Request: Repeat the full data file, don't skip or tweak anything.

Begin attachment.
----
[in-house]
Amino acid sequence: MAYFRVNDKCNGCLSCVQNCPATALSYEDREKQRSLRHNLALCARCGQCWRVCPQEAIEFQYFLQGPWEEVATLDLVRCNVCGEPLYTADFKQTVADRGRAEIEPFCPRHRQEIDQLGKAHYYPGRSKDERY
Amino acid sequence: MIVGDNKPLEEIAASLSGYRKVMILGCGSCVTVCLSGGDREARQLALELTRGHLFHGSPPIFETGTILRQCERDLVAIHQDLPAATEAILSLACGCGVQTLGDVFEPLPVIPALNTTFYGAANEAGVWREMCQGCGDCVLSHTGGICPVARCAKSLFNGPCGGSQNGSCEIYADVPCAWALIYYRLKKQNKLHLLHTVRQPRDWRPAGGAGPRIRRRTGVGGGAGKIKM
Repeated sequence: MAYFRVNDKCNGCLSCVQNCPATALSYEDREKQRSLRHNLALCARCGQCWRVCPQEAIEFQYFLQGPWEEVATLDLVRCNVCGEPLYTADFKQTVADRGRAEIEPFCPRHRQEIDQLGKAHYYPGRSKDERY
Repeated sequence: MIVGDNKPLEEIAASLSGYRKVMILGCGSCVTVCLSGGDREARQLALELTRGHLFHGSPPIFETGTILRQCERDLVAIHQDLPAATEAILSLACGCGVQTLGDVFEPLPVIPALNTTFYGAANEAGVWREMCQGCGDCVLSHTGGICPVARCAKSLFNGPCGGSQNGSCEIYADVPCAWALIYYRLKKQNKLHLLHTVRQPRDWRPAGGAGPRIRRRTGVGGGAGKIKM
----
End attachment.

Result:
[in-house]
Amino acid sequence: MAYFRVNDKCNGCLSCVQNCPATALSYEDREKQRSLRHNLALCARCGQCWRVCPQEAIEFQYFLQGPWEEVATLDLVRCNVCGEPLYTADFKQTVADRGRAEIEPFCPRHRQEIDQLGKAHYYPGRSKDERY
Amino acid sequence: MIVGDNKPLEEIAASLSGYRKVMILGCGSCVTVCLSGGDREARQLALELTRGHLFHGSPPIFETGTILRQCERDLVAIHQDLPAATEAILSLACGCGVQTLGDVFEPLPVIPALNTTFYGAANEAGVWREMCQGCGDCVLSHTGGICPVARCAKSLFNGPCGGSQNGSCEIYADVPCAWALIYYRLKKQNKLHLLHTVRQPRDWRPAGGAGPRIRRRTGVGGGAGKIKM
Repeated sequence: MAYFRVNDKCNGCLSCVQNCPATALSYEDREKQRSLRHNLALCARCGQCWRVCPQEAIEFQYFLQGPWEEVATLDLVRCNVCGEPLYTADFKQTVADRGRAEIEPFCPRHRQEIDQLGKAHYYPGRSKDERY
Repeated sequence: MIVGDNKPLEEIAASLSGYRKVMILGCGSCVTVCLSGGDREARQLALELTRGHLFHGSPPIFETGTILRQCERDLVAIHQDLPAATEAILSLACGCGVQTLGDVFEPLPVIPALNTTFYGAANEAGVWREMCQGCGDCVLSHTGGICPVARCAKSLFNGPCGGSQNGSCEIYADVPCAWALIYYRLKKQNKLHLLHTVRQPRDWRPAGGAGPRIRRRTGVGGGAGKIKM